Once considered a rare and exotic sweetener, sugar was not always as widely available or important as it is today. As part of the human diet for nearly all of recorded history, sugar has evolved over time, becoming quite a common commodity. Yet the very simplicity of this common sweetener masks the highly complex and elaborate global trade that has developed around it. Now, The International Sugar Trade offers the only comprehensive reference guide to the worldwide market. A sweeping analysis of the entire sugar industry, it covers everything from the product's historical beginnings to the complex geopolitical and financial forces that have dominated the worldwide sugar trade during recent decades.
Over the past fifty years, especially, the international trade in sugar has changed dramatically. Since it is either imported or exported by every country on earth, sugar has become an integral component of the economic relationships among nations. Because of that unique position, the trade in sugar has both reflected—and been affected by—a wide range of divergent forces, including global politics, health consciousness, the emergence of developing nations as suppliers and consumers, and many others.
Perhaps the greatest change in the international sugar trade has been the trend toward price stabilization. Historically at the mercy of everything from war to weather, the price of sugar has always been extremely volatile. But, following such trends as the development of sugar substitutes, an overall decline in per capita consumption, and an increase in the overall amount of sugar on the open market, the price of sugar has leveled off considerably. This comparatively recent stability has profoundly altered the manner in which sugar is traded on the world market, and while this has created new opportunities to profit in sugar, it has also made trading in sugar commodities more complex than ever before.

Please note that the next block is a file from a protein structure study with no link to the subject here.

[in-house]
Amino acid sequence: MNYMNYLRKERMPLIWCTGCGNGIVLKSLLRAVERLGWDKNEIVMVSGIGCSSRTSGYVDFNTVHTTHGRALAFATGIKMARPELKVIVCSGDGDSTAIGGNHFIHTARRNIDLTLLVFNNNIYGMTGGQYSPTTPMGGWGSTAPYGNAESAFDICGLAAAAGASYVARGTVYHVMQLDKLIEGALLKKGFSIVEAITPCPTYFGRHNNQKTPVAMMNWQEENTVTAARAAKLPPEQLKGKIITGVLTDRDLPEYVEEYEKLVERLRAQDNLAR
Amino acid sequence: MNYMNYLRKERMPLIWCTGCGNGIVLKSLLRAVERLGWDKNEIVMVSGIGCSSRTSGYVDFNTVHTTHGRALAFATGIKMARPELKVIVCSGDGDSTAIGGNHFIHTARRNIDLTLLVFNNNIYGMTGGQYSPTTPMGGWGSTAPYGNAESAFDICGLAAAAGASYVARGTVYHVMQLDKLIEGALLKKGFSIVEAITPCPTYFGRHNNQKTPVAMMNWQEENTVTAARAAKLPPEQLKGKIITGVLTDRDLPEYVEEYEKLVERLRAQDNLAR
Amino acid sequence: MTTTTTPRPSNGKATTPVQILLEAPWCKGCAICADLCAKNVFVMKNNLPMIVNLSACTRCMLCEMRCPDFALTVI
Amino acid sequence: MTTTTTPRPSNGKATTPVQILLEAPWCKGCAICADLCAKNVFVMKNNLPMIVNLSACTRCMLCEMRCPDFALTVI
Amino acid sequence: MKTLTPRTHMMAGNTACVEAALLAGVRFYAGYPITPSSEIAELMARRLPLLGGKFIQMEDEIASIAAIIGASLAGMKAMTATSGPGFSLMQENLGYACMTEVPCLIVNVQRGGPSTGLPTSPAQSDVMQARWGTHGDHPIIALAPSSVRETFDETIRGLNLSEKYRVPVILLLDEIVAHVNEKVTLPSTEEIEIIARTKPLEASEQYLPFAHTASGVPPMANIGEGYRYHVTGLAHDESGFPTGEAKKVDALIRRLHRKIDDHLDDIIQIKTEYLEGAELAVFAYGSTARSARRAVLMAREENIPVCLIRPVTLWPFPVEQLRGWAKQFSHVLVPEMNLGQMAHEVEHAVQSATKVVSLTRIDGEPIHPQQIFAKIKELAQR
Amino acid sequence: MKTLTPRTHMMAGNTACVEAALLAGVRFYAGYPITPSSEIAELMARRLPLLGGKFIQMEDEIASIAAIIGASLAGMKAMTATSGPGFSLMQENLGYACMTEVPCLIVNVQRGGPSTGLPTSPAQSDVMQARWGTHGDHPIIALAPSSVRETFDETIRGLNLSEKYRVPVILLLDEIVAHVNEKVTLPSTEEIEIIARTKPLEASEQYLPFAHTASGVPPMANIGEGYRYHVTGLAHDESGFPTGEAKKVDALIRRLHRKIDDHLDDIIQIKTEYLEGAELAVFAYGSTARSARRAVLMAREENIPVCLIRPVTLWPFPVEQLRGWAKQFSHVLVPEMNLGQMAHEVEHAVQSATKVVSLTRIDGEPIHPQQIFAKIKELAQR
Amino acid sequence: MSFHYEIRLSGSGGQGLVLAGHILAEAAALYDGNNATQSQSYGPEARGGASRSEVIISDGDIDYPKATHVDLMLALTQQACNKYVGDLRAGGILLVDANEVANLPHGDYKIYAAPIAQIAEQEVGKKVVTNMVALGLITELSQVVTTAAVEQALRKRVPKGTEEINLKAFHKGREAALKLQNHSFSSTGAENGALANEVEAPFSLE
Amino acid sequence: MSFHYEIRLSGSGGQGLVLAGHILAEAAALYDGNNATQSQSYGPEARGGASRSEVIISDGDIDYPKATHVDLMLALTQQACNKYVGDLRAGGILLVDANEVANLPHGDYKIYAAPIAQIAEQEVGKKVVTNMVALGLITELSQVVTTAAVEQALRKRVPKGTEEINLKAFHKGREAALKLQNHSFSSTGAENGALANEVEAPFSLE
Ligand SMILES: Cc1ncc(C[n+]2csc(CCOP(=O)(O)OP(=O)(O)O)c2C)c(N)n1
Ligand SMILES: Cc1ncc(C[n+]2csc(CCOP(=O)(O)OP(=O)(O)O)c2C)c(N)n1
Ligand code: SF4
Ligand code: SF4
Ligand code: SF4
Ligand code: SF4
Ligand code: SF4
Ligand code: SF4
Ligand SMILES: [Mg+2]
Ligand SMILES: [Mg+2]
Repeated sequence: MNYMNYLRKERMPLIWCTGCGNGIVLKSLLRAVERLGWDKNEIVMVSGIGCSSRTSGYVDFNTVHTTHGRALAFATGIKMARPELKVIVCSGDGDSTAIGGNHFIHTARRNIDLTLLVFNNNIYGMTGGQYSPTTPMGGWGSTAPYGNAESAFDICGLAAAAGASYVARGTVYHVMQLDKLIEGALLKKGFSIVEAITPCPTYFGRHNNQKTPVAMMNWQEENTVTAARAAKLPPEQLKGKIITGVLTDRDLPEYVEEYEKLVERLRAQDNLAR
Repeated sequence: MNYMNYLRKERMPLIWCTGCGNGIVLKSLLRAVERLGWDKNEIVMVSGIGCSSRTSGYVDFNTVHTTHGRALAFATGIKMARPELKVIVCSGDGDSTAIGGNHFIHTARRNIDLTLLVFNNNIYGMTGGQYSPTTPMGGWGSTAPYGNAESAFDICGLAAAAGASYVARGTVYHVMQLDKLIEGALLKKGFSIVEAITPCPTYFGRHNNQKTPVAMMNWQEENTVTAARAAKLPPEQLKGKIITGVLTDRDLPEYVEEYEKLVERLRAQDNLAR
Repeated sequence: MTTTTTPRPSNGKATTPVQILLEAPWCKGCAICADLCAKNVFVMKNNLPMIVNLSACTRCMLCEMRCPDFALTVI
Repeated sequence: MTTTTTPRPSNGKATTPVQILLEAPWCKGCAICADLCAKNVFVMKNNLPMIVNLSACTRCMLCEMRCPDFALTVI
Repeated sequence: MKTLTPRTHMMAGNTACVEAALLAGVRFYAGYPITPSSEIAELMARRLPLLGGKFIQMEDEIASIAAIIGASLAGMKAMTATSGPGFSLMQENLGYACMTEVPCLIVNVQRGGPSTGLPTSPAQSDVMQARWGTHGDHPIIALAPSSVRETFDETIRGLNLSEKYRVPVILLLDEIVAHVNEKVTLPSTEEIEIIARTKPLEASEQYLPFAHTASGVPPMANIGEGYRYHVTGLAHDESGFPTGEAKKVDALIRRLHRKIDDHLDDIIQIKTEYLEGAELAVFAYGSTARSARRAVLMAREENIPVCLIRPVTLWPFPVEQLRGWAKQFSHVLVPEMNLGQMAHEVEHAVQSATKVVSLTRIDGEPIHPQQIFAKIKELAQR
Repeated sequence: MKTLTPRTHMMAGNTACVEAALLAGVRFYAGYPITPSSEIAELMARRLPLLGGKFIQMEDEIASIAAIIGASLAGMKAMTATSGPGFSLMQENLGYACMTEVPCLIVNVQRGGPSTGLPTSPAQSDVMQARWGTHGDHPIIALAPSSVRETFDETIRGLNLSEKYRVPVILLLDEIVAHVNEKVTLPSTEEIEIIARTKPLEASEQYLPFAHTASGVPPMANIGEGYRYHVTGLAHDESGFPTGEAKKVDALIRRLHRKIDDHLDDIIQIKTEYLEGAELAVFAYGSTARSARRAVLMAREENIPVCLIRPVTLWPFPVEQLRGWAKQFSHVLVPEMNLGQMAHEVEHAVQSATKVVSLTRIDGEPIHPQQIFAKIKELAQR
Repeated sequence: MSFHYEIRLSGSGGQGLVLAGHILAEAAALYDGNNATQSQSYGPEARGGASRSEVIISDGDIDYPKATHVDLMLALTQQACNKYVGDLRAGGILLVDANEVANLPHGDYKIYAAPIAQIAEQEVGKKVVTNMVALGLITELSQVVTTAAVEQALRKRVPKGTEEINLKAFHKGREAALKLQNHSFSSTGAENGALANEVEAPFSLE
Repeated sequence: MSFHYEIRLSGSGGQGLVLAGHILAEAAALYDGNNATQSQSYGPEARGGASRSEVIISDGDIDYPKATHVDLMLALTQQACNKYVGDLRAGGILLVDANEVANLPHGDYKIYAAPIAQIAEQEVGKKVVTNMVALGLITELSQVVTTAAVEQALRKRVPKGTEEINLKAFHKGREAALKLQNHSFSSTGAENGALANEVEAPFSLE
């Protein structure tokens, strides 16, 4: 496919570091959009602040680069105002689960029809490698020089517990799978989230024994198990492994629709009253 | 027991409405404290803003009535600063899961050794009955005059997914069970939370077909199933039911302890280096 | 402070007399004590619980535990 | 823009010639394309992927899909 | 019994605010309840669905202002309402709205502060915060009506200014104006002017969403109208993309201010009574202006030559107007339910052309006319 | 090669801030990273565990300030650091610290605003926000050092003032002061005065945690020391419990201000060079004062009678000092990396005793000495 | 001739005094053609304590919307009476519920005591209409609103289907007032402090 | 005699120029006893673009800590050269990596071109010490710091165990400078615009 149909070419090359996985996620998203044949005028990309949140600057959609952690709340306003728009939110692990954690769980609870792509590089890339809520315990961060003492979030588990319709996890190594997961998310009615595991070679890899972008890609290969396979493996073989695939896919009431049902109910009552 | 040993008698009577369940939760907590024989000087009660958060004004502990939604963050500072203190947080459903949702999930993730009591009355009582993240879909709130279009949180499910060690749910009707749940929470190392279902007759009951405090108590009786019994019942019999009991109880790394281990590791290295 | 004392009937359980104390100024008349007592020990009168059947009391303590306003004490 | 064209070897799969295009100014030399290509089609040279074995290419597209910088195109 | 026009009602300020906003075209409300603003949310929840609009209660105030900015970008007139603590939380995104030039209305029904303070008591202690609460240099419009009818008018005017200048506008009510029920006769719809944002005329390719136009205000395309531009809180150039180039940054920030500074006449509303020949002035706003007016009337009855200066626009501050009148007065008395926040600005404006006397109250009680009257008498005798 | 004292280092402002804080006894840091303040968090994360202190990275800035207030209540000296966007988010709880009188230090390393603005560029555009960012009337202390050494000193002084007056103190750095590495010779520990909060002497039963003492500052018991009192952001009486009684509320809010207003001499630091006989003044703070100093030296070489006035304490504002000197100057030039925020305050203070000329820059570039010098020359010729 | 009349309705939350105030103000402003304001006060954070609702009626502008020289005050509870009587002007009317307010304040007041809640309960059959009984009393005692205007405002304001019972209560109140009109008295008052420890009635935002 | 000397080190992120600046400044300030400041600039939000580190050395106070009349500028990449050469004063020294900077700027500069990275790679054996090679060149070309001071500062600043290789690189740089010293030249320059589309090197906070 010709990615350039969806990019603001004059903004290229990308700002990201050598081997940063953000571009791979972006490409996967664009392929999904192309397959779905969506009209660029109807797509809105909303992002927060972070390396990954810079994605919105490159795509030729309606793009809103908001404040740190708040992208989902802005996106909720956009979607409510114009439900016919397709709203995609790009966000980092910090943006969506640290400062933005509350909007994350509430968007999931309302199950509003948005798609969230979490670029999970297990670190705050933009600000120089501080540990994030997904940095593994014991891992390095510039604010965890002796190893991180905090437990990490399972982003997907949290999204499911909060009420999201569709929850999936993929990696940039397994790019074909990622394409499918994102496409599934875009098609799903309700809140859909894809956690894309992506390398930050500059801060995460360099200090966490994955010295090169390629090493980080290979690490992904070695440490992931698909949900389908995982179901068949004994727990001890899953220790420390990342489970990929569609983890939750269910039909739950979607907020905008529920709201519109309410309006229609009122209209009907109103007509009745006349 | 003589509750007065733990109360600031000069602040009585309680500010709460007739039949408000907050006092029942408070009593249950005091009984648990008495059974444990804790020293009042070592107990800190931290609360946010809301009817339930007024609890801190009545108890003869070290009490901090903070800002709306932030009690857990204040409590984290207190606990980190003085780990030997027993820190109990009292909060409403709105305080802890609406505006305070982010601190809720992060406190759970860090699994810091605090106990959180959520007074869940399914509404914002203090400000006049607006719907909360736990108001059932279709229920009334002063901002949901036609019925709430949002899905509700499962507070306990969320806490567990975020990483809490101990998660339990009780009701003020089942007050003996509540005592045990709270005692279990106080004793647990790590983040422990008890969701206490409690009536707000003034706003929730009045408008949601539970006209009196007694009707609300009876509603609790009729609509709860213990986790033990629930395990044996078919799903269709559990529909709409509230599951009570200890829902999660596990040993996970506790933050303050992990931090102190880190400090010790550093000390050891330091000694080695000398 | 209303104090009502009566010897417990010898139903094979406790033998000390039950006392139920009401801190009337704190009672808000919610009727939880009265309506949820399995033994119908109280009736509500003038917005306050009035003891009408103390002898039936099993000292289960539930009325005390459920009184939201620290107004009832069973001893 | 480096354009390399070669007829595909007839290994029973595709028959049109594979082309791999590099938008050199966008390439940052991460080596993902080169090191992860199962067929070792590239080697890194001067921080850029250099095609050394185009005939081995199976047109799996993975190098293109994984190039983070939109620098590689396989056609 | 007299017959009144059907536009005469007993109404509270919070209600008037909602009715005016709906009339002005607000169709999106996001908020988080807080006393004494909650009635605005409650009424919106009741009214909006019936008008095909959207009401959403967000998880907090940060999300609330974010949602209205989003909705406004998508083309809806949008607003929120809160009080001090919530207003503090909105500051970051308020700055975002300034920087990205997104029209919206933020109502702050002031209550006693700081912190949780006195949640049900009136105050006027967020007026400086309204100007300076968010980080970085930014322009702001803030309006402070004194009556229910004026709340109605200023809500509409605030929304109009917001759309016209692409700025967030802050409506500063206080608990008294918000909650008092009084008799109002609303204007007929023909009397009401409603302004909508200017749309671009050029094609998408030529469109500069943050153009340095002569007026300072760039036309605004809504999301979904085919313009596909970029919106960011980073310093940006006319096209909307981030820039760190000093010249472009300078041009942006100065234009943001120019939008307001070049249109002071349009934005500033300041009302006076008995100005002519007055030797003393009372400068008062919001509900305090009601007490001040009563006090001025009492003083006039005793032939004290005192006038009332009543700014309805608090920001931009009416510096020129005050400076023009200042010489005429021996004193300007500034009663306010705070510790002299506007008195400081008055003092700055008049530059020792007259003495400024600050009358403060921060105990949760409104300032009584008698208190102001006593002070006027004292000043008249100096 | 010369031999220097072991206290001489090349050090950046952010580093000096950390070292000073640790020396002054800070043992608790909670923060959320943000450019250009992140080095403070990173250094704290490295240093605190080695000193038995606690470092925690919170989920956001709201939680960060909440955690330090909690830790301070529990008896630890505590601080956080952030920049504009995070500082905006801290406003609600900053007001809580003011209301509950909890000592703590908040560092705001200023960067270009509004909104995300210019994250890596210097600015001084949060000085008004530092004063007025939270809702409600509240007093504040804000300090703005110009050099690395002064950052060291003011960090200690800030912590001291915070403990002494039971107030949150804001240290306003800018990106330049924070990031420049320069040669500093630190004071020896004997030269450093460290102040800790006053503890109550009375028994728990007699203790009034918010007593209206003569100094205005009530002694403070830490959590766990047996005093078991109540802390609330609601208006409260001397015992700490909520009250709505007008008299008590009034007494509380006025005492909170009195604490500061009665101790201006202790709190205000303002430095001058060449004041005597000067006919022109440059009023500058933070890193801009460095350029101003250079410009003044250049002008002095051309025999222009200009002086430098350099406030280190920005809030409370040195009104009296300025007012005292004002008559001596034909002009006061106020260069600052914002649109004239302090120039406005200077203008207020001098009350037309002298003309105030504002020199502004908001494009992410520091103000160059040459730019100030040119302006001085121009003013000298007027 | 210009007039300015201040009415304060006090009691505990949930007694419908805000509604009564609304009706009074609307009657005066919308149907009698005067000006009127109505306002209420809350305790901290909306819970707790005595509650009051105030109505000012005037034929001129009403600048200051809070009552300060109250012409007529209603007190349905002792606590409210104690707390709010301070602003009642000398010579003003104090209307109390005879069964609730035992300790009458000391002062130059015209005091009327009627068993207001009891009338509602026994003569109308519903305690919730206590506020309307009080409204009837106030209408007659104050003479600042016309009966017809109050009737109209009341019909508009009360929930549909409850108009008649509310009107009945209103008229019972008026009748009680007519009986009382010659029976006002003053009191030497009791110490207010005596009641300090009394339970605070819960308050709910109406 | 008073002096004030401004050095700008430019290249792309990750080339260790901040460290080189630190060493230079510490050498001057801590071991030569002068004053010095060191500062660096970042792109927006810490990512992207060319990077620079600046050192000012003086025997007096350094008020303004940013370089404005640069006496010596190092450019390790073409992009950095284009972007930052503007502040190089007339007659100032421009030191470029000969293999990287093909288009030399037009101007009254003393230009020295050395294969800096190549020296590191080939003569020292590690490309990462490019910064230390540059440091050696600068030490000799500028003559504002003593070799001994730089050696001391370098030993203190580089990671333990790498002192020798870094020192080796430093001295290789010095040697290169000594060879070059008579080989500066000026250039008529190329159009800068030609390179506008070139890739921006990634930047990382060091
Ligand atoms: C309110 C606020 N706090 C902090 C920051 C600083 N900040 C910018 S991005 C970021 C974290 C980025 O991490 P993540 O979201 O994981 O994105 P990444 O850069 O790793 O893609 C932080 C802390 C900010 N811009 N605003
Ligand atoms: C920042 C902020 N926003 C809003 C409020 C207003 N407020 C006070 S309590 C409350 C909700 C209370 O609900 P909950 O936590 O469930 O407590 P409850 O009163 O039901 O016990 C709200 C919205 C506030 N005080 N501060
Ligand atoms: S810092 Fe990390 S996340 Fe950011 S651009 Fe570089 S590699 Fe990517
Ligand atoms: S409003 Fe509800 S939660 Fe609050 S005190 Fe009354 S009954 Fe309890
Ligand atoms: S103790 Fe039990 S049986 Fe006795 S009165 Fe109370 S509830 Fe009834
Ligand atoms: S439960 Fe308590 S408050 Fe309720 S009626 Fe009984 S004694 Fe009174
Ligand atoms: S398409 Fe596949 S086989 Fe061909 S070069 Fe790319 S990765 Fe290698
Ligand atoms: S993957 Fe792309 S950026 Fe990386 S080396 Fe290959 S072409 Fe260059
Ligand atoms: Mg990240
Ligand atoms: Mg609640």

In this important new reference, A. C. Hannah and Donald Spence explore the broad scope of the entire sugar market, providing an essential global tour of the international sugar trade in all its intricacy. Everything is here, from cultivation and refinement to importing and exporting, from commodity trading and tariffs to substitutes and consumption. The International Sugar Trade provides comprehensive coverage of:
- The history of sugar—from cultivation and refining to end use
- Trends in world production, consumption, and international trade
- Crucial information on export marketing, contracts, trade, and prices
- The policies of the world's major sugar producers—with particular attention focused on likely developments in Eastern Europe, Asia, and Cuba
- The impact of existing sugar substitutes and those under development
- The sugar trade cycle and marketing chain, descriptions of key players, and detailed coverage of the sugar futures markets.
The International Sugar Trade contains the most essential and up-to-date information currently available. It includes numerous tables and graphs describing production, consumption, and trade for nearly every country. It also includes five complete appendices exploring sugar and the environment; sugar and health; the Brazilian Alcohol Programme; international sugar agreements; and historical statistics covering the period from 1955 to 1994. It is a vital resource for anyone involved in the international sugar trade.
"[The International Sugar Trade] is a comprehensive account of sugar, the commodity. [It] is aimed at a wide audience, from specialists looking for more background to traders coming to sugar for the first time, students, nonspecialists, and laymen in search of an introduction to the fascinating world of sugar."—from the Preface.
The only complete guide to sugar, one of the world's most important and heavily traded soft commodities, this authoritative overview provides in-depth coverage of a wide range of essential topics, including:
- Origins, background, and production
- The world sugar economy today
- The sugar futures markets
- International sugar agreements
- Consumption trends of substitute products
- Key issues for the future